[Congressional Record Volume 166, Number 224 (Friday, January 1, 2021)]
[Senate]
[Pages S7996-S7997]
From the Congressional Record Online through the Government Publishing Office [www.gpo.gov]




                  UNANIMOUS CONSENT REQUEST--H.R. 9051

  Mr. SCHUMER. Mr. President, well, I can't remember the last time the 
Senate convened on New Year's Day. I want to take this opportunity to 
wish all of my colleagues a happy new year. I want to thank the staff 
for having to come into work on New Year's Day, and I want to bid good 
riddance to 2020.
  There can be no question that last year was a horrible year--as they 
have said in Britain, an ``annus horribilis.'' But as we begin the 
first year of this new decade, preparing to inaugurate a new President 
and inoculate the country against this virus, the American people have 
reason to hope.
  The Senate can start off this new year by adding to that sense of 
hope by sending $2,000 checks to struggling American families. The 
Senate can start off 2021 by really helping the American people. We can 
start off 2021 by sending $2,000 checks to struggling American families 
to carry them through the darkest and final days of this pandemic.
  The votes today, on this uncommon New Year's Day session, could be 
the last of the 116th Congress. That means that today is the last 
chance to take up and pass the House bill to provide $2,000 checks to 
the American people. If the Senate does not take action today, $2,000 
checks will not become law before the end of Congress, and they will 
know that Leader McConnell and the Republican majority have prevented 
them from getting the checks, plain and simple.
  This is the last chance--the last chance for a mother in Nashville, 
$4,000 behind on the rent, whose water was shut off earlier this month. 
This is the last chance--the last chance for the medical receptionist 
in Macomb, $2,100 behind on the rent, whose electricity was shut off in 
September, on her son's third day of virtual kindergarten. The kid 
can't go to school. This is the last chance for 12 million Americans 
who have fallen nearly $6,000 behind on rent and utility or the 26 
million Americans who have had trouble putting food on the table--the 
last chance.
  Make no mistake about it, $600 has never been enough for them. This 
is the last chance to deliver $2,000 before a new Congress is sworn in 
and the legislative process must start all over again.
  For once, we have progressive Democrats, conservative Republicans, 
the President himself, and not to mention the majority--the vast 
majority--of the American people singing from the same songbook in 
support of these checks. We have a bill that has already passed the 
House.
  All we are asking for is a simple vote in the Senate. I, for one, am 
confident it would pass if given the chance, and that may be the real 
reason that Leader McConnell and the Republicans don't want to bring it 
up. We have had many opportunities this week to vote on the measure. 
Senator McConnell has blocked every one of them.
  We have offered to vote on whatever unrelated issues the Republican 
leader says he wants to vote on, so long as we can get a clean vote on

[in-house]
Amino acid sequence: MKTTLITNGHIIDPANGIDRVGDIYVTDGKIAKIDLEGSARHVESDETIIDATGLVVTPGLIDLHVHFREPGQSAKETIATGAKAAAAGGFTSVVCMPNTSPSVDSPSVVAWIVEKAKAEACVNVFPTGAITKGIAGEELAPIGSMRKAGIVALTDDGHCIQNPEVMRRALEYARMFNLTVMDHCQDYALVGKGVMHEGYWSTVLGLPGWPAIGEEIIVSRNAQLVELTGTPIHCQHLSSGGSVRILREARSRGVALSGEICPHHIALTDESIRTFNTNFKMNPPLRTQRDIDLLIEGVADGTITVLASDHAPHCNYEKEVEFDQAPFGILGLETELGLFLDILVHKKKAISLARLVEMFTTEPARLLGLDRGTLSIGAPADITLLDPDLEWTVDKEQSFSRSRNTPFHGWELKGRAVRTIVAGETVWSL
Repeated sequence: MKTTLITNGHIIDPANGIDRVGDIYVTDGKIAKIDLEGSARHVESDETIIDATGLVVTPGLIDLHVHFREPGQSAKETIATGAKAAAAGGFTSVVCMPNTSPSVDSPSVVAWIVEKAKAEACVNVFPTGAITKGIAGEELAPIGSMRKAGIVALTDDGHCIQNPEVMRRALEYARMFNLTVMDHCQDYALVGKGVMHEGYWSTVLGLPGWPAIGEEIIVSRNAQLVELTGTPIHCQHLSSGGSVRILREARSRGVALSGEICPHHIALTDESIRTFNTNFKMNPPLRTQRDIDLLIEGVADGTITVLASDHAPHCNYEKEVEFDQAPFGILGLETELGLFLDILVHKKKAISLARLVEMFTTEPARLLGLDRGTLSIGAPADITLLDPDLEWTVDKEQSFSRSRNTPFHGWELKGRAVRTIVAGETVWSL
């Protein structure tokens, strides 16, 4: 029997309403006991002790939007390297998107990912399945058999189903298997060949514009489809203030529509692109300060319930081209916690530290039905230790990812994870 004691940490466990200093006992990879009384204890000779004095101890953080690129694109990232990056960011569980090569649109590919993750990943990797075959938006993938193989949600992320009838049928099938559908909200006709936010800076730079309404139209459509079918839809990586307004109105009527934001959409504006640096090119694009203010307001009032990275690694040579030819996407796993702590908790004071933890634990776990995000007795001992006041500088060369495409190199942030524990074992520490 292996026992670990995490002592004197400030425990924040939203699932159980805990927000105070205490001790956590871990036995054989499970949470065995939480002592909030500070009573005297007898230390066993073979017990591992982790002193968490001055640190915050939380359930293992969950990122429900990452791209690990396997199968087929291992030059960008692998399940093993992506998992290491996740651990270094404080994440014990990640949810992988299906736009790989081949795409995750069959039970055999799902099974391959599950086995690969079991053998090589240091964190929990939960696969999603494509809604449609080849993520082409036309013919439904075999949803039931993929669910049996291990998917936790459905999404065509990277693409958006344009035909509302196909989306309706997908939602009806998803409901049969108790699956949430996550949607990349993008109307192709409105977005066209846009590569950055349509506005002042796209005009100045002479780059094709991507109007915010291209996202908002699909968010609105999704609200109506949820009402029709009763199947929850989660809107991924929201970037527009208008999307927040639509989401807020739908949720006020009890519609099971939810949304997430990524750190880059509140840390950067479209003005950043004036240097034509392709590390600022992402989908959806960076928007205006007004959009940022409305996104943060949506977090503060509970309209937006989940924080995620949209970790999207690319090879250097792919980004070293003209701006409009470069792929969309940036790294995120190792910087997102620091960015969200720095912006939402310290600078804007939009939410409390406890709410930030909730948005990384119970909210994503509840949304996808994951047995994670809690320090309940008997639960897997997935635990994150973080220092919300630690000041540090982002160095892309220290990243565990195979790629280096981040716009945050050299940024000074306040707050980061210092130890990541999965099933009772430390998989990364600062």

the House bill to provide $2,000 checks--the only way to actually make 
it happen in this year, in this session of Congress. That offer still 
stands. That offer still stands. But give us a vote. Give us a vote on 
the House bill.
  It is OK if the Republican leader opposes checks. It is OK if the 
majority of Republican Senators oppose the checks. They can make their 
case to the American people and oppose the bill, but let us vote. It is 
OK if the Republican leader wants to call direct assistance to American 
people ``poorly targeted'' and ``socialism for the rich,'' even after 
he drove the passage of a $2 trillion across-the-board reduction in 
corporate taxes. But give us a vote. Make the argument. Let the Senate 
work its will.
  To me, it seems like the Republican leader is afraid to schedule a 
vote on $2,000 checks because he is afraid it will pass. What a 
terrifying thought that struggling Americans would get some money to 
feed their families, pay the rent, and get on with their lives; pay the 
utility bill of that kindergarten kid or third grade kid who can't even 
go to school because his family can't afford electricity.
  We have a chance--a chance at the end of this painful year and at the 
beginning of a new one--to give Americans reason for hope in 2021. The 
only thing standing in the way right now is Leader McConnell and the 
Republican Senate majority.
  In a moment, I will ask consent for the final time that the Senate 
set a time for a vote on the House bill to provide $2,000 checks. I 
have done it every day this week. This is it, the last chance for the 
116th Congress to pass $2,000 checks and to say to regular Americans: 
``Help is on the way.''
  Let's have a vote. Let's have a vote. Pass this bill. There is no 
better way to usher in the new year.
  Mr. President, I ask unanimous consent that the Senate proceed to the 
immediate consideration of Calendar No. 645, H.R. 9051, a bill to 
increase recovery rebate amounts to $2,000 per individuals; that the 
bill be read a third time and the Senate vote on passage; and if 
passed, that the motion to reconsider be considered made and laid upon 
the table with no intervening action or debate.
  The PRESIDING OFFICER. Is there objection?